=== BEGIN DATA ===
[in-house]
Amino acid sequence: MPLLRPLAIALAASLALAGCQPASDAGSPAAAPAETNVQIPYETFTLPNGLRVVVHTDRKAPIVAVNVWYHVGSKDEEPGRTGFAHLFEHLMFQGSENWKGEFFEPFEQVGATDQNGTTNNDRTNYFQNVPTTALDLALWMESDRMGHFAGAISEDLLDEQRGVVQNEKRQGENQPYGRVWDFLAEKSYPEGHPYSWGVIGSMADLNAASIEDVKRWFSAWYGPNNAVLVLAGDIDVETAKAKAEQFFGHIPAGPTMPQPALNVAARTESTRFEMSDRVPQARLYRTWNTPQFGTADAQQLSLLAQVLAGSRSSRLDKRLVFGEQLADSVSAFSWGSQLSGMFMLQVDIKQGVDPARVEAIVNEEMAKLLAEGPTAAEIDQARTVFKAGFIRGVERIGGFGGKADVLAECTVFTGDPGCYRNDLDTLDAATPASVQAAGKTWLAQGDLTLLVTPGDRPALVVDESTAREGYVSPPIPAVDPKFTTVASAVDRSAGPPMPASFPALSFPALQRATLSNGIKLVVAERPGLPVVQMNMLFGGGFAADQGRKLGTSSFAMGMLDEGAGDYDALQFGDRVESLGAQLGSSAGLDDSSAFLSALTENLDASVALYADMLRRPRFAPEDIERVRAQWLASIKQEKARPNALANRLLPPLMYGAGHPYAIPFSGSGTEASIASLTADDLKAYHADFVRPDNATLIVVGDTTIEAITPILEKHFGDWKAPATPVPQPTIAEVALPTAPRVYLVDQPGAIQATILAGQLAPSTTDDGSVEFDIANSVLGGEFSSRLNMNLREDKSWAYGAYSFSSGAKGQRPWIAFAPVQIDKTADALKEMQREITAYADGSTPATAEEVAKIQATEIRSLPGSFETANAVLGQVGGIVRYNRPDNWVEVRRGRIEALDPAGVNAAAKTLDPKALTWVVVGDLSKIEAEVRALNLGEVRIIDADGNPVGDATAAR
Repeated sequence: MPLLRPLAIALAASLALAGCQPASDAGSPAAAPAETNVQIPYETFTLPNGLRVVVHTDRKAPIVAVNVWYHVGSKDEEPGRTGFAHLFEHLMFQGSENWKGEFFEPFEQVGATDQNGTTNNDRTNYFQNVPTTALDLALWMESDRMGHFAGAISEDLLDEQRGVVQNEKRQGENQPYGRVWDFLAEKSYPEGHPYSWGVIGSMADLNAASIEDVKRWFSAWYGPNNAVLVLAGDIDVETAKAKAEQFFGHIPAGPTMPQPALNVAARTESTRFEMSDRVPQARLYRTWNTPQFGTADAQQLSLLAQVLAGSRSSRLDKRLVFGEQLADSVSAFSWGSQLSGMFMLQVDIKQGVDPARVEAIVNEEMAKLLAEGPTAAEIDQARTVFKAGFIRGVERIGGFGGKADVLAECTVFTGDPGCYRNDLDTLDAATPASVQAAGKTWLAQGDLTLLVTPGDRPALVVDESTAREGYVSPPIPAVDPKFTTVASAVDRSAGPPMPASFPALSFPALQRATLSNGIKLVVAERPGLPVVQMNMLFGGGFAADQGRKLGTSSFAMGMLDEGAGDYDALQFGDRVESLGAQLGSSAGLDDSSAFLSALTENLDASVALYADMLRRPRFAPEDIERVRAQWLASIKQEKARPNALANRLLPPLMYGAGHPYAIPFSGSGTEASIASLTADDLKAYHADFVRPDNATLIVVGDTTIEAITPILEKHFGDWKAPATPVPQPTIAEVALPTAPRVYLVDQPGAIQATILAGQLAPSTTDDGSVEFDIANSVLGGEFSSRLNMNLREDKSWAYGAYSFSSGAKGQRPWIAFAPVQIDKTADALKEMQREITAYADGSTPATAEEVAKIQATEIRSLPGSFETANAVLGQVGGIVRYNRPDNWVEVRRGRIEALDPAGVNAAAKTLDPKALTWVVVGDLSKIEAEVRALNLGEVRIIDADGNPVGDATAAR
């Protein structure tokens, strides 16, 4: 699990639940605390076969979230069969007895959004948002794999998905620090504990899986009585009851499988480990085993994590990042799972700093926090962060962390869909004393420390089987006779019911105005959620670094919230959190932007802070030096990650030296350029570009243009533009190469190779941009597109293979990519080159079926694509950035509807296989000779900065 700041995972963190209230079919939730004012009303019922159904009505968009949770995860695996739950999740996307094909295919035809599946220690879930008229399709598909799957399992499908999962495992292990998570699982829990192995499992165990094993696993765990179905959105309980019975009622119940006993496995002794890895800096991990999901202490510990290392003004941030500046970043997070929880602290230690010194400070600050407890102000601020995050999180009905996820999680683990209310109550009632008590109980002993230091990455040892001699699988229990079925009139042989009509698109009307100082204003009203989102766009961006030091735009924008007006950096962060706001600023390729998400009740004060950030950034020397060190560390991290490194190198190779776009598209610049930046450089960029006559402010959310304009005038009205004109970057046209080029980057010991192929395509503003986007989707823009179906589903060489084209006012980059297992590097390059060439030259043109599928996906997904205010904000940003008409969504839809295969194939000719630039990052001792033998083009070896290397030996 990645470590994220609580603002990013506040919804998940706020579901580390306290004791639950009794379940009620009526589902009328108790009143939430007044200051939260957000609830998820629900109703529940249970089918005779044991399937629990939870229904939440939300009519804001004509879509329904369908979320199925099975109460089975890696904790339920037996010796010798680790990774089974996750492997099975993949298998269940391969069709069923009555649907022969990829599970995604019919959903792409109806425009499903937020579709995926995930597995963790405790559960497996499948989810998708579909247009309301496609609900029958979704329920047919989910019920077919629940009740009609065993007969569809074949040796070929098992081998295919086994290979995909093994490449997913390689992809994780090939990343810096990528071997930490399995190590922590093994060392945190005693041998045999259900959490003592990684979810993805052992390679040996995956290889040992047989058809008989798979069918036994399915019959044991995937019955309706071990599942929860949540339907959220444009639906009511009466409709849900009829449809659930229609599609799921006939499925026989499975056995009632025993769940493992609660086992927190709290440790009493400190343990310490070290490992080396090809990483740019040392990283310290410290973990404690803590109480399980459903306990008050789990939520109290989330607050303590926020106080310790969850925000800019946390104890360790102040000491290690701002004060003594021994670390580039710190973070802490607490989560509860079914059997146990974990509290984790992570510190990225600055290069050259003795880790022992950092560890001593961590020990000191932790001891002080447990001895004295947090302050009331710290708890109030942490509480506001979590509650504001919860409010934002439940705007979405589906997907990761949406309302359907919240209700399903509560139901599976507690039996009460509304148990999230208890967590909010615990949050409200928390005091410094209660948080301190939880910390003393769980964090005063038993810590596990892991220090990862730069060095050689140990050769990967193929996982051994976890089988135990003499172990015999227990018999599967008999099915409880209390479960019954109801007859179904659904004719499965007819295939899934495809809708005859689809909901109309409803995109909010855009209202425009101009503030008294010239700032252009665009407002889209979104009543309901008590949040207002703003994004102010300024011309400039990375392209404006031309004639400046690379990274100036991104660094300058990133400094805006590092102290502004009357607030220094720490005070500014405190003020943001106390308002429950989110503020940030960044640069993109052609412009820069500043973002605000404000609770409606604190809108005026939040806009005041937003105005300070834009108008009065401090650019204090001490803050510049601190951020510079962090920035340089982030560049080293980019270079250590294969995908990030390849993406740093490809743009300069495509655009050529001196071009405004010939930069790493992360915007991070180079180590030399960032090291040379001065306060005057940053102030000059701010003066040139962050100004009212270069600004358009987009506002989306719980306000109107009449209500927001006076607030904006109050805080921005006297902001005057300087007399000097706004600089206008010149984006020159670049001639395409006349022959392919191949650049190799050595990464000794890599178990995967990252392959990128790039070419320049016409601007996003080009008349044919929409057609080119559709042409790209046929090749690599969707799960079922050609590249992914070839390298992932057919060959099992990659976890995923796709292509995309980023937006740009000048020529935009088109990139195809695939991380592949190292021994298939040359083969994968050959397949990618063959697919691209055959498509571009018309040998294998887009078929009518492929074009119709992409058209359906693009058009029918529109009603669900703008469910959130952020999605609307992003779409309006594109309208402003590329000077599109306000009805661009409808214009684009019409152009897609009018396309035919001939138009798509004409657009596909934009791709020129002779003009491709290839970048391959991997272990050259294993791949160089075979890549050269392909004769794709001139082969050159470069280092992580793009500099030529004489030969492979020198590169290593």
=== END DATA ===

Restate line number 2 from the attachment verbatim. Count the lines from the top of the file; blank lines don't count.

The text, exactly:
Amino acid sequence: MPLLRPLAIALAASLALAGCQPASDAGSPAAAPAETNVQIPYETFTLPNGLRVVVHTDRKAPIVAVNVWYHVGSKDEEPGRTGFAHLFEHLMFQGSENWKGEFFEPFEQVGATDQNGTTNNDRTNYFQNVPTTALDLALWMESDRMGHFAGAISEDLLDEQRGVVQNEKRQGENQPYGRVWDFLAEKSYPEGHPYSWGVIGSMADLNAASIEDVKRWFSAWYGPNNAVLVLAGDIDVETAKAKAEQFFGHIPAGPTMPQPALNVAARTESTRFEMSDRVPQARLYRTWNTPQFGTADAQQLSLLAQVLAGSRSSRLDKRLVFGEQLADSVSAFSWGSQLSGMFMLQVDIKQGVDPARVEAIVNEEMAKLLAEGPTAAEIDQARTVFKAGFIRGVERIGGFGGKADVLAECTVFTGDPGCYRNDLDTLDAATPASVQAAGKTWLAQGDLTLLVTPGDRPALVVDESTAREGYVSPPIPAVDPKFTTVASAVDRSAGPPMPASFPALSFPALQRATLSNGIKLVVAERPGLPVVQMNMLFGGGFAADQGRKLGTSSFAMGMLDEGAGDYDALQFGDRVESLGAQLGSSAGLDDSSAFLSALTENLDASVALYADMLRRPRFAPEDIERVRAQWLASIKQEKARPNALANRLLPPLMYGAGHPYAIPFSGSGTEASIASLTADDLKAYHADFVRPDNATLIVVGDTTIEAITPILEKHFGDWKAPATPVPQPTIAEVALPTAPRVYLVDQPGAIQATILAGQLAPSTTDDGSVEFDIANSVLGGEFSSRLNMNLREDKSWAYGAYSFSSGAKGQRPWIAFAPVQIDKTADALKEMQREITAYADGSTPATAEEVAKIQATEIRSLPGSFETANAVLGQVGGIVRYNRPDNWVEVRRGRIEALDPAGVNAAAKTLDPKALTWVVVGDLSKIEAEVRALNLGEVRIIDADGNPVGDATAAR